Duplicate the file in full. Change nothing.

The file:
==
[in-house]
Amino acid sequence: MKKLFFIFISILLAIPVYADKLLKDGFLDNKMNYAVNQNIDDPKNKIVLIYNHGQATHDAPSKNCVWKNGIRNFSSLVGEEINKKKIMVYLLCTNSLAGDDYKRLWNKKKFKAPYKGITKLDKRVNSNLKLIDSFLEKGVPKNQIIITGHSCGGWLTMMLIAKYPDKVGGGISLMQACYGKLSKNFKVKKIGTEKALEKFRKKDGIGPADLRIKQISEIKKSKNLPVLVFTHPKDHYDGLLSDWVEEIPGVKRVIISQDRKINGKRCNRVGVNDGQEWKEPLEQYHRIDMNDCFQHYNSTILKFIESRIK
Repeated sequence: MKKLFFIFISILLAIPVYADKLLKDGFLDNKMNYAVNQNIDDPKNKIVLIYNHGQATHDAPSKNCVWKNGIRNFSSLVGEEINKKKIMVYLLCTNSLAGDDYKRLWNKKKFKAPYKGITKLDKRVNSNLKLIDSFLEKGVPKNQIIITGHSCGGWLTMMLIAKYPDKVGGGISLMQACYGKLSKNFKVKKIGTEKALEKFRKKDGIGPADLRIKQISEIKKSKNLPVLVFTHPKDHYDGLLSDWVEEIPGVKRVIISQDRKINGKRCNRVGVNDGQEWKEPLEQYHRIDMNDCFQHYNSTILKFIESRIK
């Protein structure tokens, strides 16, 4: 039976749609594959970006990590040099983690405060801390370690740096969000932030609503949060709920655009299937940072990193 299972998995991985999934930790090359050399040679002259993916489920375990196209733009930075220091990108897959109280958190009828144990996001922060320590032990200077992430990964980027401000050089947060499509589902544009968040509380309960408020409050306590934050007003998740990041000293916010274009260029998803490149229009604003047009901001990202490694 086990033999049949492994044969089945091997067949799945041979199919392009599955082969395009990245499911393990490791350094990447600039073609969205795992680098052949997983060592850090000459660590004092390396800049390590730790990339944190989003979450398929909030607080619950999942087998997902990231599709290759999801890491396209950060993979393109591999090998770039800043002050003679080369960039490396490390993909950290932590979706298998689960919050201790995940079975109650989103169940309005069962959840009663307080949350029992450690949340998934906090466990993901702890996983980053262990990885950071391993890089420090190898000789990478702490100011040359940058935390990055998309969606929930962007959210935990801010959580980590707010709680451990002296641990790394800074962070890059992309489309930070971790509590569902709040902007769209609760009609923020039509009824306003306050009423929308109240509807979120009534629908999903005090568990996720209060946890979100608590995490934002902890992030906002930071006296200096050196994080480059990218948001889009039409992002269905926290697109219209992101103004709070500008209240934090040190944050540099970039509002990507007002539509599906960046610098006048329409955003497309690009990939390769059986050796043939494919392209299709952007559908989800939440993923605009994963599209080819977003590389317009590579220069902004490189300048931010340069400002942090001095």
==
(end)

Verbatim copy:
[in-house]
Amino acid sequence: MKKLFFIFISILLAIPVYADKLLKDGFLDNKMNYAVNQNIDDPKNKIVLIYNHGQATHDAPSKNCVWKNGIRNFSSLVGEEINKKKIMVYLLCTNSLAGDDYKRLWNKKKFKAPYKGITKLDKRVNSNLKLIDSFLEKGVPKNQIIITGHSCGGWLTMMLIAKYPDKVGGGISLMQACYGKLSKNFKVKKIGTEKALEKFRKKDGIGPADLRIKQISEIKKSKNLPVLVFTHPKDHYDGLLSDWVEEIPGVKRVIISQDRKINGKRCNRVGVNDGQEWKEPLEQYHRIDMNDCFQHYNSTILKFIESRIK
Repeated sequence: MKKLFFIFISILLAIPVYADKLLKDGFLDNKMNYAVNQNIDDPKNKIVLIYNHGQATHDAPSKNCVWKNGIRNFSSLVGEEINKKKIMVYLLCTNSLAGDDYKRLWNKKKFKAPYKGITKLDKRVNSNLKLIDSFLEKGVPKNQIIITGHSCGGWLTMMLIAKYPDKVGGGISLMQACYGKLSKNFKVKKIGTEKALEKFRKKDGIGPADLRIKQISEIKKSKNLPVLVFTHPKDHYDGLLSDWVEEIPGVKRVIISQDRKINGKRCNRVGVNDGQEWKEPLEQYHRIDMNDCFQHYNSTILKFIESRIK
């Protein structure tokens, strides 16, 4: 039976749609594959970006990590040099983690405060801390370690740096969000932030609503949060709920655009299937940072990193 299972998995991985999934930790090359050399040679002259993916489920375990196209733009930075220091990108897959109280958190009828144990996001922060320590032990200077992430990964980027401000050089947060499509589902544009968040509380309960408020409050306590934050007003998740990041000293916010274009260029998803490149229009604003047009901001990202490694 086990033999049949492994044969089945091997067949799945041979199919392009599955082969395009990245499911393990490791350094990447600039073609969205795992680098052949997983060592850090000459660590004092390396800049390590730790990339944190989003979450398929909030607080619950999942087998997902990231599709290759999801890491396209950060993979393109591999090998770039800043002050003679080369960039490396490390993909950290932590979706298998689960919050201790995940079975109650989103169940309005069962959840009663307080949350029992450690949340998934906090466990993901702890996983980053262990990885950071391993890089420090190898000789990478702490100011040359940058935390990055998309969606929930962007959210935990801010959580980590707010709680451990002296641990790394800074962070890059992309489309930070971790509590569902709040902007769209609760009609923020039509009824306003306050009423929308109240509807979120009534629908999903005090568990996720209060946890979100608590995490934002902890992030906002930071006296200096050196994080480059990218948001889009039409992002269905926290697109219209992101103004709070500008209240934090040190944050540099970039509002990507007002539509599906960046610098006048329409955003497309690009990939390769059986050796043939494919392209299709952007559908989800939440993923605009994963599209080819977003590389317009590579220069902004490189300048931010340069400002942090001095």